So you want to be a writer? How badly?

Writer's Stop
Writer’s Stop (Photo credit: Stephh922)

Many people say they want to be professional writers.

Having taught journalism and writing to adults and to college students and writing professionally since 1978, I wonder, though, how many really do.

Here are some of the things you need if you truly want to make a living as a writer of fiction, non-fiction or journalism.


If you’re too scared to attach your name to your work, or to publish it, or to show it to blog readers/editors/agents, how will you ever be(c0me) a published or read writer? Every writer is scared shitless on some level, often on so many levels we resemble a multi-storey office tower. But the whole point of writing is sharing your voice and your ideas with others. You have to be certain you have something to say.

Workshops and classes and graduate school can be amazingly helpful. Or they can sap your self-confidence as you place more value on others’ opinions (and grades.)


Being a writer means you’ll face a lot of rejection. You have to listen to feedback — whether about your ideas, your execution of them, your crappy attitude, your procrastination.  Every single person whose work has been selected, edited and chosen by others as worthy of publication faced the same challenges. Get over it!

If you’re not ready for rejection, you’re not ready to be a published writer.


Without which, you’re toast. But talent is subjective, so every rejection can mean you’re lousy — or you just haven’t found your audience yet. You’ll know pretty quickly, because you will sell and keep selling, if you have the goods.

My favorite success is the humor essay about my divorce I sent in to an American women’s magazine, who sent me a smarmy rejection letter. I sent it to a Canadian women’s magazine — who published it and submitted it for a National Magazine Award for humor.

It won.


The single most essential element of writing success.

I know people now writing their third or fourth (unpublished) novel. My two non-fiction books, “Blown Away” and “Malled” were each rejected by 25 (!) publishers before a major New York house bought each one. The process was deeply unpleasant and shook my confidence to the core. But my agents (different agent for each) kept plugging away, because they believed in it.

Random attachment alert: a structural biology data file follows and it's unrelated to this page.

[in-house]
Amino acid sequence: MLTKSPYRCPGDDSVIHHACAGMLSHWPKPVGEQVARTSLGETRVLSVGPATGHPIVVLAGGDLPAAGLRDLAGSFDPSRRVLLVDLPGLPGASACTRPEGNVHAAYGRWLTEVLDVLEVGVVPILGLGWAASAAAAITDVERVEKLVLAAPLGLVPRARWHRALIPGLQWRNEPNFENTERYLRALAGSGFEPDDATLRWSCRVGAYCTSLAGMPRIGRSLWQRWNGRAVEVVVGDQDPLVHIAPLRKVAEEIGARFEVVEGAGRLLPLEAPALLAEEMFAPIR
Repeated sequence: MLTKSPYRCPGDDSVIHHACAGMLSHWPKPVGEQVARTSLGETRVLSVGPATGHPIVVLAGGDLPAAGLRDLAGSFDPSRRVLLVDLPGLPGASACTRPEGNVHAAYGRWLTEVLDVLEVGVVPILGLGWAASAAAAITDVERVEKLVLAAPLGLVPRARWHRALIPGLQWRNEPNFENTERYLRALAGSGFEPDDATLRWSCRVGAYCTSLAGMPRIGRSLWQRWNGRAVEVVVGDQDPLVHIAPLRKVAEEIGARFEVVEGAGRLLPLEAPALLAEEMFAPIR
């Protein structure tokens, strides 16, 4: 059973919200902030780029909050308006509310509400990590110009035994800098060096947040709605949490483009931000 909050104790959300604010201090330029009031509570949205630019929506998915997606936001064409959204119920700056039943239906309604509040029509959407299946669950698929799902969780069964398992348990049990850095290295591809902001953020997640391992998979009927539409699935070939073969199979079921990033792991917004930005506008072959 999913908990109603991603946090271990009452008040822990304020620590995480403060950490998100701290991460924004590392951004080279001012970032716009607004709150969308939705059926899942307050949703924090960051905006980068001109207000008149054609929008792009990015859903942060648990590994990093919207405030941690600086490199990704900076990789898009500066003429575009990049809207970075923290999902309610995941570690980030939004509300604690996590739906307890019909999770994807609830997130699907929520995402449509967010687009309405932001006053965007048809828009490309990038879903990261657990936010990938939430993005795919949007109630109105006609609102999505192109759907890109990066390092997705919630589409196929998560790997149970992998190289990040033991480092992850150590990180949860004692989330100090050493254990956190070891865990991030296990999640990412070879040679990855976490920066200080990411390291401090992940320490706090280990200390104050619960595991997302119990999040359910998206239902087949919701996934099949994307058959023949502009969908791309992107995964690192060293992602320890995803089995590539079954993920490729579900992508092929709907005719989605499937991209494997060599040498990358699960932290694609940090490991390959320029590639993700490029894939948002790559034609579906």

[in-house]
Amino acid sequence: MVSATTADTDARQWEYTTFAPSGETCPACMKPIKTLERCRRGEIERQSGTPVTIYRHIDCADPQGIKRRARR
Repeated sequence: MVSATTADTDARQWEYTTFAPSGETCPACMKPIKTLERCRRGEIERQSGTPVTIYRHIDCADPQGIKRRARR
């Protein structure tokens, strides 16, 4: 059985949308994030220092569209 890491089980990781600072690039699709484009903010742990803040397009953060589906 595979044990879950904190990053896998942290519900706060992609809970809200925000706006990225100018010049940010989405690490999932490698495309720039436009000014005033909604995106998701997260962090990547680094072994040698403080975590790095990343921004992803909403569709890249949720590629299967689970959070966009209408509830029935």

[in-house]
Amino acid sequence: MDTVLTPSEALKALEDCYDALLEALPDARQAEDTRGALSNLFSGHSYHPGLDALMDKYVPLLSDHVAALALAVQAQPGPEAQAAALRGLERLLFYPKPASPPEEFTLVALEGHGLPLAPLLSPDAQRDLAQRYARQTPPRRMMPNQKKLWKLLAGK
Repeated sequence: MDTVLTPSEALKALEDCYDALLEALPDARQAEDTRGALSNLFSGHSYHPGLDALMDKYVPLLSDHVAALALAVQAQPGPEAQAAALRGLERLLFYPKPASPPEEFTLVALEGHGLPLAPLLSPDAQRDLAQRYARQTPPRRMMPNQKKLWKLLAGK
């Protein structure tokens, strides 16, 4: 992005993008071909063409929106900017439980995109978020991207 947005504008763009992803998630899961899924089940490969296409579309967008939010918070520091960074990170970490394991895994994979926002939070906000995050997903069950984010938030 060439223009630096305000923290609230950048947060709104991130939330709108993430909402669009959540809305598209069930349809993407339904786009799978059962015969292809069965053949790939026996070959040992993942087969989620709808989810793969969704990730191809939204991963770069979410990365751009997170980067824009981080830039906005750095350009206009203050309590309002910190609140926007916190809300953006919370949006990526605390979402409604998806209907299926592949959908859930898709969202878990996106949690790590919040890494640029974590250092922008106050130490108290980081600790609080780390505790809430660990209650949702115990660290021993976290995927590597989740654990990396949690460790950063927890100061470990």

I recently applied for a highly competitive fellowship, again. Too many people just give up and walk away, wounded and whining.

There’s a different and just as important sort of persistence — the commitment to your story and whatever it (legally/ethically) takes to get it first and exclusively. It took me six months of negotiation to win my exclusive story about Google that ran in The New York Times in June. It took me six months, starting from “Over my dead body!” from the PR official at one group to the interview with four of her clients, all young women convicted of gun-related felonies which I included in my book “Blown Away: American Women and Guns”.

Veteran magazine writer Jeanne Marie Laskas’ new book about America’s invisible workers, “Hidden America”, required a year negotiating with the FAA to finally watch air traffic controllers do their job. You can’t give up if you hope to get good stuff! It is never handed to you in a press release.

A thick skin

This is not a business of delicate phrases and warm hugs. People yell. Some people swear. Some do both. Readers will loathe you and say so in plain language on blogs and amazon where you cannot respond to them. Some critics will pan you.
A sensitive heart

And how, you ask, can you possibly have both of these? You must. The very best writers keep their hearts open — and readers can feel it.


What are you willing to give up or postpone to achieve success as a writer? Work at a horrible day job? Rarely see your husband/wife/sweetie/kids?  The world is filled with amusing distractions, but staying focused is the only way to reach your goals.

Emotional intelligence

Especially in journalism and publishing, EQ often beats IQ.

Can you mask your bitterness and frustration (see: drive, persistence, humility) with a big smile and a soft, gentle voice? Can you quickly find a way to relate to someone powerful who’s 30 years younger or older than you? Can you happily continue to network with people whose rudeness, arrogance and/or dismissal of you and your work may have left deep scars?

Members of this tribe are:

passionate about ideas; often deeply insecure about their talent; desperate for recognition and financial reward; ferociously jealous of those above them on the ladder. At every stage of this game, you’ll need every scrap of calm, mature self-management you can muster.

This is also a small industry based on long-term relationships. People in it move from city to city, publisher to publisher. They talk! They meet up every year at the London and Frankfurt Book Fairs and at BEA. We attend and teach at the same conferences.

Keep your nose clean.


You’ll need to forgive yourself when your work fails to find a market. You have to forgive your agent and editor if your book doesn’t hit it big, because they probably gave you their best anyway. Your friends and loved ones will have to forgive you the endless, insane absences that a book or serious project demands — travel and/or solitude.